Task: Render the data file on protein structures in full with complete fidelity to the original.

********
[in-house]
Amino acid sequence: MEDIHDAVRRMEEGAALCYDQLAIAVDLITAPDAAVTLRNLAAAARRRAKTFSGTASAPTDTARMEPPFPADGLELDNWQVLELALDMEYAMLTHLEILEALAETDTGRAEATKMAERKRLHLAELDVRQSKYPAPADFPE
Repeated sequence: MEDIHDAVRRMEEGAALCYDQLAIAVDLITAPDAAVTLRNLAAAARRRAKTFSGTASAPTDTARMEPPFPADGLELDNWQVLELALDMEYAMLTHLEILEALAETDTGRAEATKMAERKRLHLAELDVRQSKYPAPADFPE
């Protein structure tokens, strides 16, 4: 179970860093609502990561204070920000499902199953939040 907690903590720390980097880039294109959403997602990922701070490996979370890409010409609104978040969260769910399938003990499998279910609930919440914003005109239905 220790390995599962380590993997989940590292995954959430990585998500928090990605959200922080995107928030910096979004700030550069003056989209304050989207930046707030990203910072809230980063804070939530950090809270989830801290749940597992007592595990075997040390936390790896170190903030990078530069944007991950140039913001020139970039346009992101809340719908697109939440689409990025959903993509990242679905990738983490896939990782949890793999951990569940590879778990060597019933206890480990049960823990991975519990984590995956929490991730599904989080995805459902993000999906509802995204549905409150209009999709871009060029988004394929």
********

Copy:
[in-house]
Amino acid sequence: MEDIHDAVRRMEEGAALCYDQLAIAVDLITAPDAAVTLRNLAAAARRRAKTFSGTASAPTDTARMEPPFPADGLELDNWQVLELALDMEYAMLTHLEILEALAETDTGRAEATKMAERKRLHLAELDVRQSKYPAPADFPE
Repeated sequence: MEDIHDAVRRMEEGAALCYDQLAIAVDLITAPDAAVTLRNLAAAARRRAKTFSGTASAPTDTARMEPPFPADGLELDNWQVLELALDMEYAMLTHLEILEALAETDTGRAEATKMAERKRLHLAELDVRQSKYPAPADFPE
């Protein structure tokens, strides 16, 4: 179970860093609502990561204070920000499902199953939040 907690903590720390980097880039294109959403997602990922701070490996979370890409010409609104978040969260769910399938003990499998279910609930919440914003005109239905 220790390995599962380590993997989940590292995954959430990585998500928090990605959200922080995107928030910096979004700030550069003056989209304050989207930046707030990203910072809230980063804070939530950090809270989830801290749940597992007592595990075997040390936390790896170190903030990078530069944007991950140039913001020139970039346009992101809340719908697109939440689409990025959903993509990242679905990738983490896939990782949890793999951990569940590879778990060597019933206890480990049960823990991975519990984590995956929490991730599904989080995805459902993000999906509802995204549905409150209009999709871009060029988004394929």